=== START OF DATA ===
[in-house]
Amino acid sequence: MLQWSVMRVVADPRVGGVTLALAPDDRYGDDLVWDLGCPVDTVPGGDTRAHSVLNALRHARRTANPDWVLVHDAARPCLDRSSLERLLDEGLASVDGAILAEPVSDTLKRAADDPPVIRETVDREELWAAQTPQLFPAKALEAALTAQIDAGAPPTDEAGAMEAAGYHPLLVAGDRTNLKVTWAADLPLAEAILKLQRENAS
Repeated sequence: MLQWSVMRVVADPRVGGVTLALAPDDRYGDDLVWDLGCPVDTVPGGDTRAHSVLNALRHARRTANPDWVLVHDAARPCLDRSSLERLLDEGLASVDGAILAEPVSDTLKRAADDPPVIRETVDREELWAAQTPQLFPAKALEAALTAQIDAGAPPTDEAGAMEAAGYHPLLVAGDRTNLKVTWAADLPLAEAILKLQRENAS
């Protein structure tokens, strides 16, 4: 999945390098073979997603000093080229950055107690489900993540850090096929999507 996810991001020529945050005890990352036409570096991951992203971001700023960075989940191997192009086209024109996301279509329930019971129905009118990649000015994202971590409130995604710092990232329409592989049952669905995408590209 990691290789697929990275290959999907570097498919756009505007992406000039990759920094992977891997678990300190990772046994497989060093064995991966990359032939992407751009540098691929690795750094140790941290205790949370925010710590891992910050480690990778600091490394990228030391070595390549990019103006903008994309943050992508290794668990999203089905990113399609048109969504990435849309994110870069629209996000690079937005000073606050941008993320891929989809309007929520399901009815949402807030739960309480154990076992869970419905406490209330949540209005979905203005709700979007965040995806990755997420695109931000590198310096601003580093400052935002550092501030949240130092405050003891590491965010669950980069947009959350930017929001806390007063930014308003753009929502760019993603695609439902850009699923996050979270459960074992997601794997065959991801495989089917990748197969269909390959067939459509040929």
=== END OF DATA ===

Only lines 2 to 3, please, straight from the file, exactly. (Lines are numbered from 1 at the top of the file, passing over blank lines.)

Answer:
Amino acid sequence: MLQWSVMRVVADPRVGGVTLALAPDDRYGDDLVWDLGCPVDTVPGGDTRAHSVLNALRHARRTANPDWVLVHDAARPCLDRSSLERLLDEGLASVDGAILAEPVSDTLKRAADDPPVIRETVDREELWAAQTPQLFPAKALEAALTAQIDAGAPPTDEAGAMEAAGYHPLLVAGDRTNLKVTWAADLPLAEAILKLQRENAS
Repeated sequence: MLQWSVMRVVADPRVGGVTLALAPDDRYGDDLVWDLGCPVDTVPGGDTRAHSVLNALRHARRTANPDWVLVHDAARPCLDRSSLERLLDEGLASVDGAILAEPVSDTLKRAADDPPVIRETVDREELWAAQTPQLFPAKALEAALTAQIDAGAPPTDEAGAMEAAGYHPLLVAGDRTNLKVTWAADLPLAEAILKLQRENAS